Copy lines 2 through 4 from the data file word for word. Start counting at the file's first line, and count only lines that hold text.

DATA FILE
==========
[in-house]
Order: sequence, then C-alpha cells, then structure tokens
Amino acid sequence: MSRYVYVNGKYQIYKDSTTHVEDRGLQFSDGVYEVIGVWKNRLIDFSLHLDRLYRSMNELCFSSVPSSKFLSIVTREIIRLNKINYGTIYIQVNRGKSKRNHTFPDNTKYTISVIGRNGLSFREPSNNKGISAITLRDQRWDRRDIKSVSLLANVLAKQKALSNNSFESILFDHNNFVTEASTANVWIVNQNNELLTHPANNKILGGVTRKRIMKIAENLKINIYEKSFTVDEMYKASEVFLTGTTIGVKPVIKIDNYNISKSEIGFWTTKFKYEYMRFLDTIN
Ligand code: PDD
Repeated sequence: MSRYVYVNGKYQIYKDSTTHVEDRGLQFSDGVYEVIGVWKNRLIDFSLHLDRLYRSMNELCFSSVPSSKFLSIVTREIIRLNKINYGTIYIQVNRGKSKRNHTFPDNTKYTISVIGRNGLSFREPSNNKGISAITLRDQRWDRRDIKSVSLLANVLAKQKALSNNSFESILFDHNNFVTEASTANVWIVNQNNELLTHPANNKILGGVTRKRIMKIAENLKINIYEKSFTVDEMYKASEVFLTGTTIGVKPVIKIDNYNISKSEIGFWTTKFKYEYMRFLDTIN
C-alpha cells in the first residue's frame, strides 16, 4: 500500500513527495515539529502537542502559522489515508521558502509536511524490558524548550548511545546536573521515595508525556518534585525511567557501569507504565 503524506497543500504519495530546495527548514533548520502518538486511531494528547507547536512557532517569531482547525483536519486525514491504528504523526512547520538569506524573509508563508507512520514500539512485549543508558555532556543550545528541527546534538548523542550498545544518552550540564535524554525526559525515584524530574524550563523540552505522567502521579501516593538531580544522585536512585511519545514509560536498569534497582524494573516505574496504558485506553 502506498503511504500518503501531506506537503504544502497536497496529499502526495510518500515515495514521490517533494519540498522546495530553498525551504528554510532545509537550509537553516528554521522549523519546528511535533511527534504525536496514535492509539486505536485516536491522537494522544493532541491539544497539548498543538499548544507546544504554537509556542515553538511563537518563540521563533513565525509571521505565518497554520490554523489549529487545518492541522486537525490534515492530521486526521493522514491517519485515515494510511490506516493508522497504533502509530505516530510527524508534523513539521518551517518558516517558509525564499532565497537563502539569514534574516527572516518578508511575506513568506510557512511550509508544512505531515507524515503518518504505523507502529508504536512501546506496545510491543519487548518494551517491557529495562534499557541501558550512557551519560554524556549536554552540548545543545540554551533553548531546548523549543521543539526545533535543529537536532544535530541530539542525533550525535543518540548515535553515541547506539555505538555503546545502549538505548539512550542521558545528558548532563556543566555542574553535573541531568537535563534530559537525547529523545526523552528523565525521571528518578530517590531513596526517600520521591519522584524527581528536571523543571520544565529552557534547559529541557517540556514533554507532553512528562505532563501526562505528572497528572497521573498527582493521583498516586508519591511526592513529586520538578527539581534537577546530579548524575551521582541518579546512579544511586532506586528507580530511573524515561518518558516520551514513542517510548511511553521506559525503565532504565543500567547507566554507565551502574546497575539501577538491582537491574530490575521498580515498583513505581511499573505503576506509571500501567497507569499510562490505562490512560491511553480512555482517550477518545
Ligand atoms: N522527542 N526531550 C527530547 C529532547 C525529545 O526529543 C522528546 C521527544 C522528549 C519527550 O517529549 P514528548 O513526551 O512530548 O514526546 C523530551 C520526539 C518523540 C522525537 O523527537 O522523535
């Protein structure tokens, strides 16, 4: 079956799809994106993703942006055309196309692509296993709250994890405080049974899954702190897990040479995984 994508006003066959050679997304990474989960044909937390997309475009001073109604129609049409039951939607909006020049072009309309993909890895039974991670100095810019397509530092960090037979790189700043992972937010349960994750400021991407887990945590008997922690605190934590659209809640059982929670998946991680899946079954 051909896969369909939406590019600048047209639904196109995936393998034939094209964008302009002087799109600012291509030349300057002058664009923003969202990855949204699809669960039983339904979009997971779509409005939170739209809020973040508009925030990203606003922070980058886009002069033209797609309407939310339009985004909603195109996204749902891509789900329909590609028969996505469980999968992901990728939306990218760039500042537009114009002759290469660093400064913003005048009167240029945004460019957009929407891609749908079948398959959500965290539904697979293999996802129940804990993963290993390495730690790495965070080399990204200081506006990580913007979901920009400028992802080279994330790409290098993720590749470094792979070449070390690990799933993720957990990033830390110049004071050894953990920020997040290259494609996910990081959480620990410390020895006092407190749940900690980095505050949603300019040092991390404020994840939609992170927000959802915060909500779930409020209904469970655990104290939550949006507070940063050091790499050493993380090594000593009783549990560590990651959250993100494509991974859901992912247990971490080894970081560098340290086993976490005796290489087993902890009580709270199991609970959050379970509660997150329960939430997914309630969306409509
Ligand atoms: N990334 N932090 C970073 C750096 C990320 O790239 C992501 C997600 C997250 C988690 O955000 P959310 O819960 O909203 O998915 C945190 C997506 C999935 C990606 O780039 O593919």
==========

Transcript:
Order: sequence, then C-alpha cells, then structure tokens
Amino acid sequence: MSRYVYVNGKYQIYKDSTTHVEDRGLQFSDGVYEVIGVWKNRLIDFSLHLDRLYRSMNELCFSSVPSSKFLSIVTREIIRLNKINYGTIYIQVNRGKSKRNHTFPDNTKYTISVIGRNGLSFREPSNNKGISAITLRDQRWDRRDIKSVSLLANVLAKQKALSNNSFESILFDHNNFVTEASTANVWIVNQNNELLTHPANNKILGGVTRKRIMKIAENLKINIYEKSFTVDEMYKASEVFLTGTTIGVKPVIKIDNYNISKSEIGFWTTKFKYEYMRFLDTIN
Ligand code: PDD